When caring responsibilities and work collide

My social media feed has been a flutter with talks about “secret parenting” these past few weeks. Don’t know what I’m talking about?  In her article for The Atlantic, Emily Oster, an economist at Brown University, says that in addition to employers providing paid parental leave, we need to normalize the experience of parenting while working. She calls for the end secret parenting, where workers feel pressured to pretend that they do not have child-care obligations when at work. It’s well worth taking a look if you haven’t seen it yet.  

Oster gives examples of parents hiding or minimizing evidence of their children at work, calling in sick for themselves when it is actually their child who is unwell – felling that a sick day for themselves is more acceptable than sharing that they need to care for a sick child.  

Cue parents furiously nodding everywhere. Me included. Oster has perfectly described why so many of my new parent clients reach out for support upon their return to work. They feel pressure to parent in secret. Boom!

But parenting in secret is mostly impossible. And when this shows up for a client, I support them to stop compartmentalizing their worlds and to show up authentically as they are. As a real-life human being with parental responsibilities that they are still figuring out how to balance with being a rock star employee. It takes time, and as Oster rightly says, cannot be done when we are hiding what the challenge actually is. 

The end to secret parenting is particularly challenging for those workers who are not desk/office based. Which is actually most of the workforce. Think retail staff, teachers, healthcare professionals, most of the hospitality industry, food and beverage workers, call center workers. And the list goes on. Most retail staff can’t bring their child to work with them when childcare arrangements fall through. Most teachers and healthcare workers can’t work from home.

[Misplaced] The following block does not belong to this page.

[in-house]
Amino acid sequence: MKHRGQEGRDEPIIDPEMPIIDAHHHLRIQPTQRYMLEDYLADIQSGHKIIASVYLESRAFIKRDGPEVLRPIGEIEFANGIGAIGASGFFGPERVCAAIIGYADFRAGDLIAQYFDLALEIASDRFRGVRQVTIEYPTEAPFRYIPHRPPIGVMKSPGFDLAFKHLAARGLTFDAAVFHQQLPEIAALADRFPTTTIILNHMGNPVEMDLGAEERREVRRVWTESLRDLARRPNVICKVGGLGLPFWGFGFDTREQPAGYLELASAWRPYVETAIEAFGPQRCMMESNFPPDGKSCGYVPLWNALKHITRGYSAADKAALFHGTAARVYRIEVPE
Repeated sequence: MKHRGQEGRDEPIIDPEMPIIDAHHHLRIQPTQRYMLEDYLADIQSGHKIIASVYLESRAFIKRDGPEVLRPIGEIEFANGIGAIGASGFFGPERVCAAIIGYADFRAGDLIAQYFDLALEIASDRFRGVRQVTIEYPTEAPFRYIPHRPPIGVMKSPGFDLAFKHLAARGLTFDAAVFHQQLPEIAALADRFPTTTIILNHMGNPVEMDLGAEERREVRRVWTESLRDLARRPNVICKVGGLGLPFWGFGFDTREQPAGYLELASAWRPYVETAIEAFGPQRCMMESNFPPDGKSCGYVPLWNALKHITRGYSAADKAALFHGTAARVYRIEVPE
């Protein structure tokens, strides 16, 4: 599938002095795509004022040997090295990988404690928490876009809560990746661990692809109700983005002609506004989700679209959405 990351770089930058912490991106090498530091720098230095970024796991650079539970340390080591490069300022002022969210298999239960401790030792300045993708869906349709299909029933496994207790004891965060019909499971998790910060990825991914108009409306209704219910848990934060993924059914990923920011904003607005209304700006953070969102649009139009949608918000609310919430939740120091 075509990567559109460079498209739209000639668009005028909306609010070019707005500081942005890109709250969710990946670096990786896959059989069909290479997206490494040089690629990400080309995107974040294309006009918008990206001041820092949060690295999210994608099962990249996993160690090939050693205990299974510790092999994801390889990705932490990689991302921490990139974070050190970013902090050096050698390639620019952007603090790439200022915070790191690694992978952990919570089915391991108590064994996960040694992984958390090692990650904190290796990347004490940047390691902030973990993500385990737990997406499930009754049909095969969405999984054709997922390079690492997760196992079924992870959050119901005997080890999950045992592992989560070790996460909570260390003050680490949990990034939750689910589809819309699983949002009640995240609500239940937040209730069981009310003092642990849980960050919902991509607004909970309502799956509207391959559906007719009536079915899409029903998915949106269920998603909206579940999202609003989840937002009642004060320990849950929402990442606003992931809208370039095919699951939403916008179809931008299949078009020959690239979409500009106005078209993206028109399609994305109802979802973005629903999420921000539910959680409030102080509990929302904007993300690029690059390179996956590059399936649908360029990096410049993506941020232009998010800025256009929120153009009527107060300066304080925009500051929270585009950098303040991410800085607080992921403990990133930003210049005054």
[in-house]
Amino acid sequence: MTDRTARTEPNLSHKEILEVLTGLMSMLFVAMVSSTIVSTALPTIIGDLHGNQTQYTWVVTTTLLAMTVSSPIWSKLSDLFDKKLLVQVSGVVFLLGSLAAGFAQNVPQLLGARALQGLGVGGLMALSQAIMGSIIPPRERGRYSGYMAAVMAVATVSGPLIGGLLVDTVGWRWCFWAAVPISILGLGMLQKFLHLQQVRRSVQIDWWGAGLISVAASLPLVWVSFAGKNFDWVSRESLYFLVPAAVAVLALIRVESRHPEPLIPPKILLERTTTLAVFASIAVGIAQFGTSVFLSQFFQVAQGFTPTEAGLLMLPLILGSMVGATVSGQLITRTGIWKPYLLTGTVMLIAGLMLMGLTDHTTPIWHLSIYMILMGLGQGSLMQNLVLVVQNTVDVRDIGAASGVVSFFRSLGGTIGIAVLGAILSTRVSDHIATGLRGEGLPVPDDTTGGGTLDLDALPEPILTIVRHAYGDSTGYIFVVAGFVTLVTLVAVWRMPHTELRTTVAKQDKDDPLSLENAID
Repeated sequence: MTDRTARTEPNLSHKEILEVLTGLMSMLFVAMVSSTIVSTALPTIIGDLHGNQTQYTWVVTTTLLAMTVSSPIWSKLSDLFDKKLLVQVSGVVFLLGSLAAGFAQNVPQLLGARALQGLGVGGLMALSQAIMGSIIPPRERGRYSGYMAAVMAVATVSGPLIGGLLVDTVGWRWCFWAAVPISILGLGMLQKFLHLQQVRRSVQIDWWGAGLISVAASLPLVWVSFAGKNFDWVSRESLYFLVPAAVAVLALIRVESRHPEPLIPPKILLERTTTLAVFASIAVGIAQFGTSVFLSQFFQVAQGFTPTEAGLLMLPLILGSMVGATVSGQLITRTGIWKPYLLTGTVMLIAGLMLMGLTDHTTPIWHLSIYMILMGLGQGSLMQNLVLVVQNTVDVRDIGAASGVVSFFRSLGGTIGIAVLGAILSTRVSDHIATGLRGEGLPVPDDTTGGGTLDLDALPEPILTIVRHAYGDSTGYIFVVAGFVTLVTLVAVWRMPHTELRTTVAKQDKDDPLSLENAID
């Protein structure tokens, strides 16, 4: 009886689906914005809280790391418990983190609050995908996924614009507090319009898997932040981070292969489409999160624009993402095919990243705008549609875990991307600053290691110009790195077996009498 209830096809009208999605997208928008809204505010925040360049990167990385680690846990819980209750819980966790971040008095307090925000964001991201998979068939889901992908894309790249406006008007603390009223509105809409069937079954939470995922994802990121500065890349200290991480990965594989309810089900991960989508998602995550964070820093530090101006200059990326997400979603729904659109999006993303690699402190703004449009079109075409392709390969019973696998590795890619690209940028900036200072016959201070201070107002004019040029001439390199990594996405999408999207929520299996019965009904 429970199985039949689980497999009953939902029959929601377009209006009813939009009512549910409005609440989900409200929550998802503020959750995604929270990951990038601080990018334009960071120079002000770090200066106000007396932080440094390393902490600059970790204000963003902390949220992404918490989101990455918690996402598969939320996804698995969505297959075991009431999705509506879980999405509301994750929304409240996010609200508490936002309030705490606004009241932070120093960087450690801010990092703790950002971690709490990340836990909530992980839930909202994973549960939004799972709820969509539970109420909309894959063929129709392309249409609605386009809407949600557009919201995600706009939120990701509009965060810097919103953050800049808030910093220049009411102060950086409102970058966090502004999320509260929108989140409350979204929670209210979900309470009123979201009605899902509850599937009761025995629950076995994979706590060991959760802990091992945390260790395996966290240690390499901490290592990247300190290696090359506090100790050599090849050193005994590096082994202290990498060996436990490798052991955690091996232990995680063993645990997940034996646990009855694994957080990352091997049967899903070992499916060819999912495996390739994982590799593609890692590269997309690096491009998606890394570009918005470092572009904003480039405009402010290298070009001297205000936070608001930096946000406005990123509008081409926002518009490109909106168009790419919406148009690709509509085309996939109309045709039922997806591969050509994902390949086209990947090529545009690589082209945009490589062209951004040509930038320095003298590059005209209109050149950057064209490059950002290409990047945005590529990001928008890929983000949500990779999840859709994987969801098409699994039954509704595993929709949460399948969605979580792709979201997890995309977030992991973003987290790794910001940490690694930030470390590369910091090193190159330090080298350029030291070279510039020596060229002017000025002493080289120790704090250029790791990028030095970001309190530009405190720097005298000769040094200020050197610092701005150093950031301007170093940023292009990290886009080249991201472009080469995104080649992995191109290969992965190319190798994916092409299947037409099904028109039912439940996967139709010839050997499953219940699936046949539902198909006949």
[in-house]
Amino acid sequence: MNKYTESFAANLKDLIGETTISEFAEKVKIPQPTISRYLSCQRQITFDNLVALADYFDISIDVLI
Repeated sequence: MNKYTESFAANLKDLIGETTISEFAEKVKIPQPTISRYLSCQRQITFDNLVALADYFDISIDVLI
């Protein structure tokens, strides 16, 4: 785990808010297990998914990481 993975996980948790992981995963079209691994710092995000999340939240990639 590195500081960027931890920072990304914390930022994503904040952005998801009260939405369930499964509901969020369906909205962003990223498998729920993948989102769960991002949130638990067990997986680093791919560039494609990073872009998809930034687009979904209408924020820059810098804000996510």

And so, in order to end secret parenting, most business leaders (who may be parents themselves) actually need to reconsider what flexibility looks like in the context of their workplace and how they might cater to workers with caring responsibilities.

And sometimes it’s really simple – allowing a retail worker to carry their phone in their pocket while on the shop floor, because their child is unwell, and they need to be contactable. Sometimes it’s more complicated. But it starts with workers being able to ask for what they need, and business leaders being willing to partner with their staff to find creative solutions.

So why? Why should business leaders care? Why should they provide these things? Oster herself points to research that found that “the presence of children is a main driver of the gender gap in career outcomes, even for highly educated workers, because women drop out when their employer can’t accommodate their schedule”. 

Did you read that – parents dropping out of the workforce. Organizations losing talent. Talent that is hard to come by. Talent that the businesses have invested in. Gone. Talent that now needs to be replaced. And that has a cost, both financial and human.

And it’s not just about new parents. What about workers caring for aging or sick family? Or grandparents who have caring responsibilities? How can business leaders create environments that support those workers show up and do good work. What flexibility do they need?

These are big questions – and I love partnering with clients (both businesses and individuals) to figure out what the answers might look like.  So, if you want to chat, reach out. I would love to talk it all through with you.

Until next week,
H